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Re: name="" deprecated in XHTML

From: David Dorward <david@dorward.me.uk>
Date: Tue, 1 Jul 2008 16:06:41 +0100
Message-Id: <207881E8-E825-4B9B-90CC-FA1C953BA869@dorward.me.uk>
To: w3-html <www-html@w3.org>

On 1 Jul 2008, at 15:39, Sebastian Mendel wrote:
> David Dorward schrieb:
>> On 1 Jul 2008, at 14:20, Sebastian Mendel wrote:
>>> yes, you can do all the things you could do with name also with  
>>> class, but you could also do all the things you can do with class  
>>> with the id
>> No, you can't. @id does not let you mark an element as being part  
>> of a group.
>
> ... in real world, all you can do with classes in (X)HTML could also  
> be done with the id, of course in a more complex way ... but this is  
> not the point

I suppose you could build an id along the lines of class1-class2- 
class3-somethingUnique ... but that would make it *extremely* complex  
to do just about anything with it.

>>> Depending on which element the attribute is applied to.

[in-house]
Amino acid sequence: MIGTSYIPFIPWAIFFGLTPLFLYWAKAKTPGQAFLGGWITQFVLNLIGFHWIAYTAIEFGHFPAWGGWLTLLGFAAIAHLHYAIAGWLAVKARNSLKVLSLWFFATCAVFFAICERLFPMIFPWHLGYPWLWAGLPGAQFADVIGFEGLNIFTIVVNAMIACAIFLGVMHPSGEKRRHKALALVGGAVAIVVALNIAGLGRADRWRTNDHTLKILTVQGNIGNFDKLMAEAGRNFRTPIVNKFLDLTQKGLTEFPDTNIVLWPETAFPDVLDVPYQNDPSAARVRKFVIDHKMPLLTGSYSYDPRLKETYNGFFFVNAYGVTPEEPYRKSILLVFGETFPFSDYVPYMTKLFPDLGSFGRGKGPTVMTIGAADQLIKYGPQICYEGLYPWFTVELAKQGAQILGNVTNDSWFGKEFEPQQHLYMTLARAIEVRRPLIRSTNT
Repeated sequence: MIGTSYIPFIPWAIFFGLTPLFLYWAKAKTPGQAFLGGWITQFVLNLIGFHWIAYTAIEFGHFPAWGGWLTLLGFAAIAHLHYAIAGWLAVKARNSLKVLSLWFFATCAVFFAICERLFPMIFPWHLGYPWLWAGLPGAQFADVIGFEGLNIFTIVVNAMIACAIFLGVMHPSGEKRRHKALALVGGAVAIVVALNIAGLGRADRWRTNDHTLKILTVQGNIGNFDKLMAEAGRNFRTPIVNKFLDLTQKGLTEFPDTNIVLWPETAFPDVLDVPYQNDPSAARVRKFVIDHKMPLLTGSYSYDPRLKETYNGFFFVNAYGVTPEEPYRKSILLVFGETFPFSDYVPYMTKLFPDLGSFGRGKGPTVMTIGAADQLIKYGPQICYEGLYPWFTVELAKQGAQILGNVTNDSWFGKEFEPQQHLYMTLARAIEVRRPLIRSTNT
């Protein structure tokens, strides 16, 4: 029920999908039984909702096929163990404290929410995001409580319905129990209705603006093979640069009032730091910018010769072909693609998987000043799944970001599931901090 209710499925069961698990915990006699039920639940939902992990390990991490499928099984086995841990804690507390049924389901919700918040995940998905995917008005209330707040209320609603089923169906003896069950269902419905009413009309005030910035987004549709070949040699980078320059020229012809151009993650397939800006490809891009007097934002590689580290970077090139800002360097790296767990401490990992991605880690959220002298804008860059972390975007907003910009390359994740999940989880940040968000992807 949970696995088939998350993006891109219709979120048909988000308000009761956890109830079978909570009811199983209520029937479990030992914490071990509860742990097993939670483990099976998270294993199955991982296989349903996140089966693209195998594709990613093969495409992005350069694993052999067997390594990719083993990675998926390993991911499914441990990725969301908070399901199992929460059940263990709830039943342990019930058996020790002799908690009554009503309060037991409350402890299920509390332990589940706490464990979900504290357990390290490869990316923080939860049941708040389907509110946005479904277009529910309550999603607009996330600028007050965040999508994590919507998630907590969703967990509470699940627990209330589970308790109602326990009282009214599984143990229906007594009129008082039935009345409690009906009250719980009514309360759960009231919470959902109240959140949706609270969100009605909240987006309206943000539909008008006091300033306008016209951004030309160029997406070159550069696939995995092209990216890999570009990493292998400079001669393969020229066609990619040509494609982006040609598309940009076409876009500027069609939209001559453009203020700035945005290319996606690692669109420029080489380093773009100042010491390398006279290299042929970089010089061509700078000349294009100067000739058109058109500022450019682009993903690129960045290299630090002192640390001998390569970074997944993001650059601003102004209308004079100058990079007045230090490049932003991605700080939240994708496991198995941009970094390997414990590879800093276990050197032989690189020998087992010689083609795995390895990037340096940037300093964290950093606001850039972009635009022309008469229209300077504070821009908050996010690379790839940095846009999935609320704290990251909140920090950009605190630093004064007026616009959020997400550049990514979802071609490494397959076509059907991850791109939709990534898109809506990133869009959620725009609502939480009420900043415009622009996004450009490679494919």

>
> yes ... in RFC but not in real world

Trying to give the same name to multiple anchors in the same document  
will break things.

>>> it is common to change classes of an element on the fly or dynamic
>> So what?
>
> e.g. changing the style dynamically of an element is done by  
> changing the class

I know why it is done, the question was - what does that have to do  
with your argument?

>>> name shouldn't
>> Why not?
>
> Why?

You were the one who made the assertion, please justify it.

>>> classes are overlapping, names not
>> I have no idea what you mean by that.
>
> Elements with name "a" do not interfere with Elements named "b"
>
> Elements in class "a" can interfere with Elements in class "b"

How?

By default (if we leave microformats aside for the time being), being  
a member of a class doesn't change an element in any way except to  
mark it as being a member of that class. This lack of change includes  
its interactions with and impact on other elements.

A style applied to an element might change the way other elements are  
rendered, but the only connection that has to the class is that a  
class selector might be used (and an attribute selector could be used  
to change it based on the name).

>>> it makes things more clear

>> How so?

> from real world understanding of the two terms class and name

My experience seems to be the reverse of yours. I'd say that name was  
more confusing than class.

-- 
David Dorward
http://dorward.me.uk/
http://blog.dorward.me.uk/
Received on Tuesday, 1 July 2008 15:07:20 GMT

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